Posted from Armenian Eastern Prelacy weekly E-Newsletter

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      This timely book has been published through the generous contribution of the Calouste Gulbenimagekian Foundation. The book prepares the ground for the forthcoming pastoral visit of His Holiness Aram I to the United States of America. The concerns the Catholicos highlights apply both to Armenia and the Diaspora. In his introduction His Holiness Aram I writes, "I chose this title because the Church is the people."
The book consists of three parts. In the first part, Catholicos Aram I describes the nature of the church, its mission and its institutional expressions, including the parish, the dioceses and the wider Armenian community in Armenia and the diaspora. While describing the organization of each, he proposes ways in which they should be renewed.

       In the second part the Catholicos identifies the core issues that the Armenian Church is currently facing. He starts with the Bible as the foundation of Christian faith and its interpretation; he then discusses the family, the school and Christian education. At the end of this section, His Holiness Aram I explains the meaning of the term ’people of God’ and explains why Armenian women, youth and children, who have been marginalized in the Church and all community organizations, should participate in building their communities.
In the final part of the book, the Catholicos includes certain pastoral letters and messages that he has previously addressed to youth in order to prompt a meaningful dialogue with them.

      The book is a basic reader for all Armenians who want to learn about the Armenian Church and its faith, mission and organization. It is an invitation to the people in Armenia and the Diaspora to equip themselves with the legacy of the past and build Armenian communities responsive to the challenges of globalization. Finally, it is a guide to Being the Church as the people of God both in Armenia and Diaspora.

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        This Sunday, September 17, the Armenian Church commemorates the Feast of the Exaltation of the Holy Cross (Khachverats), which is one of the five Tabernacle Feasts observed by the Armenian Church.

       This holiday is a general celebration of the Holy Cross and is commemorated by most Christian churches on September 14. The Armenian Church celebrates it on the Sunday closest to the 14th.

       The cross, once a means of death for criminals, gradually became the dominant symbol of the Christian world, an object of reverence and worship, and symbol of triumph over death. There are four feasts devoted to the Cross in the Armenian liturgical calendar, with the Exaltation being the most important. The other three are: Apparition of the Holy Cross, Holy Cross of Varak, and Discovery of the Cross.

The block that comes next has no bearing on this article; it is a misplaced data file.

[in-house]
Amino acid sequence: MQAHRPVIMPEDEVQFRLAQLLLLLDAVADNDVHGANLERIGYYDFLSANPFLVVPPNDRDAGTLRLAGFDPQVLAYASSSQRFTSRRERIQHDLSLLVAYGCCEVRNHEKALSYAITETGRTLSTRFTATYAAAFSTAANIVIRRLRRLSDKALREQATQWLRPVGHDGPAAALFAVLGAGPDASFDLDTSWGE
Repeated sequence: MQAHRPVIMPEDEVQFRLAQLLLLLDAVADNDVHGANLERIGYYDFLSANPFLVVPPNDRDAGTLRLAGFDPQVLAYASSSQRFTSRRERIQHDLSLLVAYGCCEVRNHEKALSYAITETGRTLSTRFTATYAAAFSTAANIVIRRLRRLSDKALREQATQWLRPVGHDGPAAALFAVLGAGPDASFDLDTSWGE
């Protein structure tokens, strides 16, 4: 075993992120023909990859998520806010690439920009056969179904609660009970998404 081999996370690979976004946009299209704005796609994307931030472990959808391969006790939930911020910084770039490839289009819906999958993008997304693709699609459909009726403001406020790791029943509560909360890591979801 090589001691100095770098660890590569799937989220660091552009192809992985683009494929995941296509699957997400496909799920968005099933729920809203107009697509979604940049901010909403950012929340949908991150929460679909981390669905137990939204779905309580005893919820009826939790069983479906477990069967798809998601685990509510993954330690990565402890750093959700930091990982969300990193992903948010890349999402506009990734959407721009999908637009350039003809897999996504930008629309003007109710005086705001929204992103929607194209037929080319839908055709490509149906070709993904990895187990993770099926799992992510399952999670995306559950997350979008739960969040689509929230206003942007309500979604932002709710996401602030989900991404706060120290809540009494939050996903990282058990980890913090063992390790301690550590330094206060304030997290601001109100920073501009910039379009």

The ceremony for the exaltation begins with the decoration of the Cross with sweet basil (rehan), a sign of royalty, and also symbolizing the living cross. After the Bible readings, the officiating priest lifts the Cross and makes the sign of the Cross, and blesses the four corners of the world (Antastan service), and asks the Almighty to grant peace and prosperity to the people of the world.

       The Khachverats ceremony was prepared by Catholicos Sahag Tsoraporetsi (677-703). He also composed the hymn that is sung on this occasion. As with other Tabernacle Feasts, the Exaltation is preceded with a period of fasting (Monday to Friday), and followed by a memorial day (Merelots).

       Name day commemorations this Sunday include: Khatchadour, Khatchig, Khatcherets, Rehan, Khatchkhatoun, Khatchouhi, Khatchperouhi, Khosrov, Khosrovanoush, Khosrovitoukhd.

From Eastern Prelacy’s Crossroad E-Newsletter

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This Sunday, July 31, the Armenian Church celebrates one of her five Tabernacle Feasts—Transfiguration (Aylagerbutiyoun / Vartavar). The Feast of Transfiguration (also known as Baydzaragerbutyoun) is celebrated fourteen weeks after Easter, and therefore can fall between June 28 and August 1. It commemorates an episode in the New Testament recorded by Matthew, Mark, Luke, and Peter. (See the Bible reading above for the text from the Gospel according to St. Matthew).

       The Transfiguration took place on the “holy mountain” (believed to be Mt. Tabor) where Jesus had gone with Peter, James, and John to pray. As He was praying, “His face shone like the sun and His garments became white as light.” The Patriarch Moses and Prophet Elijah appeared at His side. It was at this moment that His appearance was “transfigured” revealing himself as God to His disciples as a voice from above said, “This is my beloved Son, with whom I am well pleased. Listen to him.”

       As frequently done, a pagan festival was joined with this new Christian holiday. Vartavar (Festival of Roses) when Armenians would decorate the temple of the goddess Asdghig (goddess of love, beauty, fertility, and water) with roses, release doves, and engage in water games, was combined with the Feast of Transfiguration by St. Gregory the Illuminator.

       The fifth century historian Yeghishe wrote the prayer that is read in the church on this feast day: “O Lord, bless the harvest of this year and defend from all the perils, and may Your right hand, O Lord, protect us for the whole year.”

       Vartavar became a traditional day of pilgrimage to churches named in honor of St. John the Baptist. The most popular destination was the Monastery of Sourp Garabed of Mush, founded by Gregory the Illuminator in the province of Daron near Mush. (Garabed means Forerunner, referring to John the Baptist). The Monastery was large and expansive and built like a fortress in the mountains of the area, and more than 1,000 pilgrims could be accommodated. The Monastery was a stronghold of the Mamigonians, and in the latter part of the 19th century the monastery published Khrimian Hayrig’s newspaper, “Eagle of Daron.” In 1893, H.F.B. Lynch visited the monastery and later wrote an account of it in his book, Armenia: Travels and Studies, first published in 1901. The two-volume work was reprinted by the Prelacy in 1990.